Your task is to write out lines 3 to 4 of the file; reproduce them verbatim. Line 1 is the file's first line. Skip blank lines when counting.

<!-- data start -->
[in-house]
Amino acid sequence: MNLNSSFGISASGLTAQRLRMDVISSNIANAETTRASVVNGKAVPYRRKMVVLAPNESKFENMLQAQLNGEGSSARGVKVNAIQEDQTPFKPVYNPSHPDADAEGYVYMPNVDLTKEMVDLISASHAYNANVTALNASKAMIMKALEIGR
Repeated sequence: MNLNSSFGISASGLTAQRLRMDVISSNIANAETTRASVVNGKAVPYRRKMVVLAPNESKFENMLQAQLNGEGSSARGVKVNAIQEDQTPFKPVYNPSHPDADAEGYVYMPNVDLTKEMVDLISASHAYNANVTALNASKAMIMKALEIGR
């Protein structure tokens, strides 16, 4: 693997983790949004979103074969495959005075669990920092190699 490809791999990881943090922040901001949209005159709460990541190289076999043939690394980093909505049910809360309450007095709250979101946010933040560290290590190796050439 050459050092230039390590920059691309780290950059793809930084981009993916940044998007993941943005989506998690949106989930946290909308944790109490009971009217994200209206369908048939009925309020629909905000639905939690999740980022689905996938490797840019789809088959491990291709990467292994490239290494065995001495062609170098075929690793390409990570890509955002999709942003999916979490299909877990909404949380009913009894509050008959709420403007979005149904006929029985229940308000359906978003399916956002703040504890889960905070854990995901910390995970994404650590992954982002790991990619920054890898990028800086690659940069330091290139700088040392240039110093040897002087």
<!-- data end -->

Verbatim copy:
Repeated sequence: MNLNSSFGISASGLTAQRLRMDVISSNIANAETTRASVVNGKAVPYRRKMVVLAPNESKFENMLQAQLNGEGSSARGVKVNAIQEDQTPFKPVYNPSHPDADAEGYVYMPNVDLTKEMVDLISASHAYNANVTALNASKAMIMKALEIGR
């Protein structure tokens, strides 16, 4: 693997983790949004979103074969495959005075669990920092190699 490809791999990881943090922040901001949209005159709460990541190289076999043939690394980093909505049910809360309450007095709250979101946010933040560290290590190796050439 050459050092230039390590920059691309780290950059793809930084981009993916940044998007993941943005989506998690949106989930946290909308944790109490009971009217994200209206369908048939009925309020629909905000639905939690999740980022689905996938490797840019789809088959491990291709990467292994490239290494065995001495062609170098075929690793390409990570890509955002999709942003999916979490299909877990909404949380009913009894509050008959709420403007979005149904006929029985229940308000359906978003399916956002703040504890889960905070854990995901910390995970994404650590992954982002790991990619920054890898990028800086690659940069330091290139700088040392240039110093040897002087």